A new law in Kansas that prevents government agents from enforcing federal gun laws in the state is unconstitutional, Attorney General Eric H. Holder said.
“In purporting to override federal law and to criminalize the official acts of federal officers, [the law] directly conflicts with federal law and is therefore unconstitutional,” Mr. Holder wrote to Gov. Sam Brownback in a letter dated April 26. “Federal officers who are responsible for enforcing federal laws and regulations in order to maintain public safety cannot be forced to choose between the risk of a criminal prosecution by a state and the continued performance of their federal duties.”
The measure, known as the Second Amendment Protection Act, prevents any law enforcement official from enforcing any federal regulation or law governing any firearm, accessory, or ammunition “manufactured commercially or privately and owned in Kansas, provided it remains within the borders of Kansas.”
It also exempts any firearm of the same description from federal regulation and allows state officials to enjoin agents from enforcing federal gun laws regarding firearms owned in the state.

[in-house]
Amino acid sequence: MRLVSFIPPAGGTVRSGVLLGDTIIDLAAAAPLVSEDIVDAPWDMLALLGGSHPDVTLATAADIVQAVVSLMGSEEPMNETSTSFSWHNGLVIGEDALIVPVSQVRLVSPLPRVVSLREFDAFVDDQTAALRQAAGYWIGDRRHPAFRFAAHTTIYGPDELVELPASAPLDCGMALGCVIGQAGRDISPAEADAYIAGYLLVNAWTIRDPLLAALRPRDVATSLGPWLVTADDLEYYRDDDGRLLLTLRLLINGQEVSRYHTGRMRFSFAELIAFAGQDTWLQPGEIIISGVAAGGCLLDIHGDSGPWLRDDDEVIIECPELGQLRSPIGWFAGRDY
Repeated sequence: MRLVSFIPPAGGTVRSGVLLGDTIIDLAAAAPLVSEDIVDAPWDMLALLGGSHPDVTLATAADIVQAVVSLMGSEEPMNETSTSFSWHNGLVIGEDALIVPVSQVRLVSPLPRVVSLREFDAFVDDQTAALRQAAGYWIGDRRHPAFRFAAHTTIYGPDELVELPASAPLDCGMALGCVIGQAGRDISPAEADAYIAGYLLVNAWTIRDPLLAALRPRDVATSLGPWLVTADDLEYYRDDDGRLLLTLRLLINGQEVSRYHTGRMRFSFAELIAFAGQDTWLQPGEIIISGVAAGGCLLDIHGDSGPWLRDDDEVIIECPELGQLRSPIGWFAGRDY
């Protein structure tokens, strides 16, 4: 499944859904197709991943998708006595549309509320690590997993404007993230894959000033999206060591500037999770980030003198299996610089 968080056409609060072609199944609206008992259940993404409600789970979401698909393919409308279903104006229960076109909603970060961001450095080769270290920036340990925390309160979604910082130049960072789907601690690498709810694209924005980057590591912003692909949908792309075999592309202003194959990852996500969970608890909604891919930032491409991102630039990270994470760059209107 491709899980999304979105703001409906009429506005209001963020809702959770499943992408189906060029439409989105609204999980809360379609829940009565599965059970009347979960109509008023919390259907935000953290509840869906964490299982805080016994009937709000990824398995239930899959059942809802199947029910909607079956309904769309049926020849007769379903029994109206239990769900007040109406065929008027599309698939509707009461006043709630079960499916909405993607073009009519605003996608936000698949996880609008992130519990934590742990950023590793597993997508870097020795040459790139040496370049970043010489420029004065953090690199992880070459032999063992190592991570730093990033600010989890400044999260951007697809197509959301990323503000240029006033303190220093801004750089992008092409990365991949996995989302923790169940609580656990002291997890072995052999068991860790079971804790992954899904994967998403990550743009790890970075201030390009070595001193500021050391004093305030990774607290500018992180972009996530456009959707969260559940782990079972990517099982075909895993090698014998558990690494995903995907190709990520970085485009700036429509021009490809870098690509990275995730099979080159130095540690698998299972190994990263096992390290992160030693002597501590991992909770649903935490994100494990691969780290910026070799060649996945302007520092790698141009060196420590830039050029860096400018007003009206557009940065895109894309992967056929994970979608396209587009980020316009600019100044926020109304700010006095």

Mr. Holder cites the Supremacy Clause of the U.S. Constitution, which says federal law trumps conflicting state authority or exercise of power. Kansas’s law became effective April 25.
Mr. Holder wrote that federal authorities “will continue to execute their duties to enforce all federal firearms laws and regulations. Moreover, the United States will take all appropriate action, including litigation if necessary, to prevent the State of Kansas from interfering with the activities of federal officials enforcing federal law.”
Mr. Brownback replied to Mr. Holder on Thursday.
“The right to keep and bear arms is a right that Kansans hold dear,” Mr. Brownback wrote in a letter dated May 2. “It is a right enshrined not only in the Second Amendment to the United States Constitution, but also protected by the Kansas Bill of Rights.